The catenas that form this tradition appear in two forms; either a condensed version of the whole catena, or else a collection of extracts from across the catena.

Printed editions

It was always obvious to scholars that it should be possible to recover the commentary of Eusebius in almost complete form from these materials.  B. de Montfaucon printed an edition of his commentary on Pss.1-118, which is reprinted in PG 23, cols. 71-1396.  J.-B. Pitra reedited this in Analecta sacra Spicilegio Solesmensi parata, 3: Patres antenicaeni, Venice: S. Lazaro (1883), p.365-529.

Angelo Mai added the remainder, from Pss. 119-150, which is reprinted in PG 24, 9-78.  Unfortunately the materials used were printed with insufficient care, and are contaminated by material from Origen.

Carmelo Curti wrote a series of articles on this subject, all reprinted in Eusebiana 1: Commentarii in Psalmos, Catania 1989 (2nd ed).  Unfortunately I have never managed to see this, but I’ve just put in an ILL for it.[1]

  1. [1]Update, 5th June, 2015.  I came across this post this week, which I had entirely forgotten about.  I wish that I had added the sources at the time.  I think that the main source was Angelo di Berardino, Patrology: The Eastern Fathers from the Council of Chalcedon (451) to John of Damascus (d.750), 2006, p.618 f.

Catenas on the Psalms in print

Karo and Lietzmann’s Catenarum Graecarum Catalogus lists 28 different medieval Greek catenas on the psalms.  These are not 28 different copies, but 28 different types.  I confess that I have not yet read through all this material, and am awaiting the printed copy that I made and ordered.

Fortunately the printed editions of whatever exists appear at the front of each entry in K&L.  This is meagre enough.

First there is a volume by the inevitable Balthasar Corderius, in three folio volumes: Expositio Patrum Graecorum in psalmos, a. Balthasare Corderio Soc. Iesu ex vetustissimis Sac. Caes. Maiestatis, & Sereniss. Bauariae Ducis mss. codicibus … concinnata; in Paraphrasin, Commentarium et Catenam digesta; Latinitate donata. & Annotationibus illustrata . . . Antverpiae, ex officina Plantiniana Balthasaris Moreti M. DC. XLIII- VI. 3 vol. fol.

This appeared at Antwerp in 1643-6 at the Plantin-Moretus press.  I had not known that Corderius was a Jesuit, but so it appears.  He printed his text from manuscripts belonging to the Emperor and the Duke of Bavaria. He also translated what he gathered into Latin.

The mss he used were Vienna 298 and 8 (possibly also Vienna 294 on Psalm 1-50).  He also used Munich 12 and 13 to fill in what he considered to be gaps.   The edition is plainly a collection of whatever Corderius thought useful, rather than based on an edition.

The second catena in printed form listed by K&L is this: Aurea in quinquaginta Davidicos Psalmos doctorum Graecorum catena. Interprete Daniele Barbaro electo Patriarcha Aquileiensi. cum privilegio. Venetijs, apud Georgium de Caballis. MDLXIX. fol.  So this is earlier, 1569, in Venice.  It looks as if it may only be a Latin translation.  K&L give a list of authors and where the materials came from.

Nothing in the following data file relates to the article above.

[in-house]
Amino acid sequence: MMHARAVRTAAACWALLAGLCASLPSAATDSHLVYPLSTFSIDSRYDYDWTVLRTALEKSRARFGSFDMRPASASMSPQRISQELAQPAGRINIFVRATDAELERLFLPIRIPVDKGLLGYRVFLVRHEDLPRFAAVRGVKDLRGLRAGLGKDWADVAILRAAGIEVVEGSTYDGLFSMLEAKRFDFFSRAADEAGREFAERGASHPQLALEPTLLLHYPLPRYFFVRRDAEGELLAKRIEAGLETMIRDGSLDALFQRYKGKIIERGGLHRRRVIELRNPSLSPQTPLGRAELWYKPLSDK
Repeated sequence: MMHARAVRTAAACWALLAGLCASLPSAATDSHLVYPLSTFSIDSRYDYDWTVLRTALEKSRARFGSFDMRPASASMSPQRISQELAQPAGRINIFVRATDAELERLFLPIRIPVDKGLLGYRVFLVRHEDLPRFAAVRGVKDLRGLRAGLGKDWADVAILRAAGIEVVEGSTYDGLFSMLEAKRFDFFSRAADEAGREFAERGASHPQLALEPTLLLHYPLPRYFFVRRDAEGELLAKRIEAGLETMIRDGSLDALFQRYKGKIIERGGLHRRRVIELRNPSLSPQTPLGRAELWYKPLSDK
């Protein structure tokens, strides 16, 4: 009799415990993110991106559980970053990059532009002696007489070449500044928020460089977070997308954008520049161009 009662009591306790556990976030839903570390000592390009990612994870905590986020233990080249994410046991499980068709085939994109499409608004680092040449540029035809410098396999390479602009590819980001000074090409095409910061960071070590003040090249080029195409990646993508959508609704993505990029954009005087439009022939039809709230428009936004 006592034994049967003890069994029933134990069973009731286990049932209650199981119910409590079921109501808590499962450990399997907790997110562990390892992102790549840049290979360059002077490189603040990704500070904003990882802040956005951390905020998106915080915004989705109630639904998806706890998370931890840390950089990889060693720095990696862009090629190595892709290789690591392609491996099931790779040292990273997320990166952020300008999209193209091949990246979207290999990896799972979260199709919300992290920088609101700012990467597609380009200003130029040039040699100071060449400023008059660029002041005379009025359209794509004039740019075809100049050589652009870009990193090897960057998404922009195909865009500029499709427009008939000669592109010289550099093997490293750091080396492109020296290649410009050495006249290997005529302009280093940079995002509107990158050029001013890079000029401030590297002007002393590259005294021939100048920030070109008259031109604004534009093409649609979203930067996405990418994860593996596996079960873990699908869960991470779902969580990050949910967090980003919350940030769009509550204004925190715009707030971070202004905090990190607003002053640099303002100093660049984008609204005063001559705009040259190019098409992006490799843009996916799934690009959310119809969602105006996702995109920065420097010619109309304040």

Most interesting of these to us are fragments of Eusebius of Caesarea’s Commentary on the Psalms.  These are contained in this, and were edited by Montfaucon in his edition of that work.  It looks as if he may have made use of manuscripts in Turin, which would be rather important as that manuscript was destroyed in 1904.


The sources for the downfall of Majorian

The emperor Majorian was the last effective Roman emperor of the west.  He ruled from 457 to 461. 

At that period the rule of the empire was actually in the hands of the sinister Ricimer, who appointed and killed a series of emperors to act as figureheads.  Majorian was one of these, but speedily proved too competent for the liking of his supposed prime minister.  There is an excellent article on Majorian’s life and rule at the DIR here.

I remember transcribing the letters of Sidonius Apollinaris.  He went to dinner with Majorian in Gaul, when the emperor was there rallying support.  He describes how the Gallic dignitaries fawned over the emperor, seeking honours that the dying empire was soon to render of no significance whatever.  Majorian must have wondered what kind of fools could worry about such things at such a time.  Sidonius also wrote a Panegyric for Majorian, to be among his verse works.

Majorian’s downfall came at the hands of Ricimer.  While returning from Gaul to Italy without his army, he was assassinated.

The sources for Majorian’s reign are very scanty.  A fragment of John of Antioch gives the bare details:

While he was still on the way to Italy, Ricimer plotted his death. When Majorian had dismissed the allies after their return and was going home to Rome with his attendants, Ricimer and his party arrested him, stripped him of his purple robe and diadem, beat him, and beheaded him. Thus ended Majorian’s life. (fr.203; Gordon trans, p.117).

I wasn’t clear what the “Gordon” translation was; is it perhaps C. D. Gordon, The Age of Attila, 1966?  A new critical edition of the remains of John of Antioch, with an Italian translation, has recently appeared, edited by Umberto Roberto, Ioannis Antiocheni Fragmenta Ex Historia Chronica. (Walter de Gruyter, Berlin, 2005).